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Social Media Rules of Engagement

July 20, 2009
at 12:00 pm PST

Just as there are some unwritten rules of social engagement — like not getting drunk and standing on the table or yelling at strangers on the street — social media engagement via Twitter, You Tube, Facebook, and LinkedIn has a few unstated rules, too. Whether you’re already using Web 2.0 to engage an audience (be it customers, businesses, or potential customers) or considering whether to leap into the fray, Charlene Li, social media guru and co-author of “Groundswell,” has some useful insights about the rules of engagement. In this interview, she helps you decide which tools to use when, how to better engage, and how to best endear yourself to an audience via social media. Her main point is that wherever you go and whichever tools you use, it’s not about gaining the most followers: it’s about the relationships. Her other tips include:- Don’t post personal details (like what you had for breakfast) on Twitter, unless you believe these will provide a new dimension to you and start conversations.- Stay relevant.- Build relationships, not followers.- Have conversations — there’s a give and take to social media and don’t talk at people.- Engagement comes in many forms (watching a video, posting a comment, reading a blog post) and not everyone will engage at all levels.How are you using Web 2.0? What are your questions? Please comment below and it could be the topic of our next expert video.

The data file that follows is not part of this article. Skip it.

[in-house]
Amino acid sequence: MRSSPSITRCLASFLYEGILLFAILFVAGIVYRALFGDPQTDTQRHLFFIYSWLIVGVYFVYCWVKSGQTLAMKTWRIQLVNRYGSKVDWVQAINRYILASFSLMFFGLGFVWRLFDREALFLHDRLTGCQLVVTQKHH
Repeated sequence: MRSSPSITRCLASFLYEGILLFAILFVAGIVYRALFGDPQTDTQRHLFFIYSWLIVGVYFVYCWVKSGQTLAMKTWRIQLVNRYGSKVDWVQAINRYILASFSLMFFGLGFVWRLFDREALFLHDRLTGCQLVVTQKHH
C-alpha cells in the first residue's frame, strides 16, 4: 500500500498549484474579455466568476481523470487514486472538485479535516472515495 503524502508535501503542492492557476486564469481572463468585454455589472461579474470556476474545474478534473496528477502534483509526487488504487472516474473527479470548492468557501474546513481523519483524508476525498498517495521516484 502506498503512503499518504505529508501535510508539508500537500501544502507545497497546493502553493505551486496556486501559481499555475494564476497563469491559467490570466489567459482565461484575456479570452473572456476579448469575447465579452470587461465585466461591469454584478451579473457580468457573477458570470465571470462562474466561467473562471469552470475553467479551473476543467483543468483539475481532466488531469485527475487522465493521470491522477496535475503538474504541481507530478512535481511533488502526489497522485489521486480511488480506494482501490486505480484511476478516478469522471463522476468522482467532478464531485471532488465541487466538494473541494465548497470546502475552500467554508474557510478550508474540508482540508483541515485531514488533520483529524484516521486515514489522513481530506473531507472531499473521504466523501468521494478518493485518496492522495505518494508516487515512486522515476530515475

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3 Comments.


  1. This depends on the size of your company but I find that letting a bit of personality seep through into blog posts and tweets can really help your followers feel a connection with you.Of course, if you have a crummy personality then that’s not the best thing to do, but generally for smaller businesses it’s worthwhile.

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  2. This depends on the size of your company but I find that letting a bit of personality seep through into blog posts and tweets can really help your followers feel a connection with you.Of course, if you have a crummy personality then that’s not the best thing to do, but generally for smaller businesses it’s worthwhile..

       0 likes

  3. Of course, if you have a crummy personality then that’s not the best thing to do, but generally for smaller businesses it’s worthwhile.

       0 likes